Ramey's ideas for song arrangements were crucial as she worked with Irwin to create a stripped-down yet powerful sound. Irwin played several instruments during their studio sessions, including bass and banjo. In the end, Ramey says, vocals and drums ruled supreme.

Now she's ready to introduce "Blood Crescent Moon" to the world and make plans for a mini-tour of the Southeast. Ramey and her husband, Shaun, financed the album themselves; she's pondering a Kickstarter campaign to help with the band's travel expenses.

"There's nothing contrived about this record; it's all honest," Ramey says. "I feel that I've grown as a person and matured. I was happy with 'Junkyard Angel,' but this one is way more me." - Al.com


"India Ramey Nominated for Independent Music Awards Best Country Song"

India Ramey



11th Annual Country Song Nominee

Hear More At The Vox Pop Jukebox
Record Label: Self-Released
www.indiaramey.com

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Home Base: Birmingham, AL
Genre: Country
Categories Entered: Country Song
Work Submitted: Don’t Tell Me (It Was Just the Whiskey)
Artists Featured: Indie Ramey
Label: Unsigned
URLs: www.indiaramey.com; www.reverbnation.com/indiaramey; www.facebook.com/indiaramey/129880420376282
Who are your influences? Patty Loveless, Neko Case, Loretta Lynn, Aretha Franklin
Describe your nominated work. It is a heart-felt, honest tale of an estranged father/daughter relationship.
Did you use any unusual effects or instruments in this recording? A bowed bass sets the tone for the pining and tragic nature of the tale.
Were there any happy accidents while in the studio, or did everything go as planned? Everything went as planned although the track almost didn’t make the album because it was written last.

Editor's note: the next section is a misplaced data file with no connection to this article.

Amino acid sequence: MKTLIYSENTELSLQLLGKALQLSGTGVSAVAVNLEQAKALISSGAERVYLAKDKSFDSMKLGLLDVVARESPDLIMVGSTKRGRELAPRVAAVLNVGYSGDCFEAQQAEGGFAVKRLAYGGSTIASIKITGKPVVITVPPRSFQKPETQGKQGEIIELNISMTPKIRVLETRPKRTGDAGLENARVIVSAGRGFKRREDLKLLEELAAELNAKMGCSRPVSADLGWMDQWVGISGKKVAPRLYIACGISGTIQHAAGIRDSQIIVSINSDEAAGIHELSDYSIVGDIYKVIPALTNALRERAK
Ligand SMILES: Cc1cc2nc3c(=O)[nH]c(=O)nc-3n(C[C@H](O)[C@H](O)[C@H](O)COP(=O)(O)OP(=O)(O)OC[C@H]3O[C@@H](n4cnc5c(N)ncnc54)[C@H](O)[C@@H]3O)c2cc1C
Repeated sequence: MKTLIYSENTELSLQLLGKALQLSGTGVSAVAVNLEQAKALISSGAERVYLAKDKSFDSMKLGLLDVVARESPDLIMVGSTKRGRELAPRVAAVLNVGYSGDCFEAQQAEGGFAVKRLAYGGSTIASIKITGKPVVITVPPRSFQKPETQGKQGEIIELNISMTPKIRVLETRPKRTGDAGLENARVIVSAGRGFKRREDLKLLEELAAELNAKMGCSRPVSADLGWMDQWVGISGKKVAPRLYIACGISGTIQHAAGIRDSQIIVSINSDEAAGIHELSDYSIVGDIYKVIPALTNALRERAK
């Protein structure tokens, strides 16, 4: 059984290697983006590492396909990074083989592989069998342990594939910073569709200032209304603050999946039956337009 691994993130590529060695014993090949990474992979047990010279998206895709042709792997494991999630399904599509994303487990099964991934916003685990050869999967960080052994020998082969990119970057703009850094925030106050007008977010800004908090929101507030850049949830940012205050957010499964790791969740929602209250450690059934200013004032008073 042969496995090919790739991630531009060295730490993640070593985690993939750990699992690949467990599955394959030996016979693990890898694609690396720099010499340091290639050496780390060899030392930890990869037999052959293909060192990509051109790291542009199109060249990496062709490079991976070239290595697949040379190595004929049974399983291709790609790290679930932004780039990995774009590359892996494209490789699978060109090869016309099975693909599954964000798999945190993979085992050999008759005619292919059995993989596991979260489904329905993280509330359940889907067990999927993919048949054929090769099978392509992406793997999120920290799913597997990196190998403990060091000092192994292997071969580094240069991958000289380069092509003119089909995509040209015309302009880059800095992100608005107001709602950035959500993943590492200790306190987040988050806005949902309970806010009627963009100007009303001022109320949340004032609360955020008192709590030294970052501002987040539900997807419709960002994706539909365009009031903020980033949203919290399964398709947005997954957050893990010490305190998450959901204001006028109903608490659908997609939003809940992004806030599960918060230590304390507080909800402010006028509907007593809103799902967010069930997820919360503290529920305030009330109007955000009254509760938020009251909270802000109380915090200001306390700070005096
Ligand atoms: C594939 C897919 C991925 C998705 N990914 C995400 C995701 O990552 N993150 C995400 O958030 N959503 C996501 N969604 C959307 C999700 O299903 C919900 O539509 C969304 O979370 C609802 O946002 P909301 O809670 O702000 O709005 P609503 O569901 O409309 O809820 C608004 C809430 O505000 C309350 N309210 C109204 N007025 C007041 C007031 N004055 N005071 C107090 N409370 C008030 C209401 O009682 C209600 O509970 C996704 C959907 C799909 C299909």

How did you raise the funds for this project? How long do you expect it will take to recoup your out-of-pocket recording expenses? I saved money for 2 years to pay for the project. I feel quite sure it will take the rest of my life to recoup.
Why did you choose to submit this work to The 11th IMAs? This song is my favorite and most personal piece from the album.
What’s your definition of success and how will you know when you’ve achieved it? When my songs are heard by a global audience. To be signed. To tour.
How will you leverage your IMA honors to achieve your career goals? I will include it on my press kits, press releases, posters, one sheets, etc. Every way possible!
Who’s sitting in your audience and what makes your fans unique? My audience is diverse. Rages in age (kids to seniors) and in people who like country, R&B, rock. It has wide appeal.
What is your guilty pleasure on the road? Any close calls or mishaps while on tour?
Fast food. Have not “toured” yet. Not enough $ to tour.
Who are your musical heroes & influences? Pat Benatar, The Tragically Hip, Neko Case, Patty Lovelace.
Are there any songs you wish you wrote and why? “Fancy”, because it is an epic country song that tells a story. Everyone loves it!
What artists are you listening to that would surprise your fans? Metallica, Ministry, Souixie & The Banshees.
How do you discover new music? Do you buy music or are you content with streaming?
Through indie stations, mainstream stations, internet. I buy music.
How will musicians make a living if fans continue to expect music to be free? We won’t be able to make a decent living if music is always free. The only way to recoup that $ would be to charge more at the door or in ticket sales for shows.
What don’t fans/audiences understand about the music industry today? The cost to the artist to make music.
Are digital singles/EPs vs. full albums the future? Unfortunately, yes.
Finish this sentence: The music industry is…changing and will have to adapt to the fact that artists are finding ways to get their music heard without the big records companies.
What do you have in the works for the upcoming year? Further gigging and promotion. I am planning to play more cities and more venues. Branching out to new markets. Also, I’m writing a new album’s worth of material. I hope I get to record it one day! - Independent Music Awards


"Congratulations to India Ramey- Finalist in The Songwriters Contest"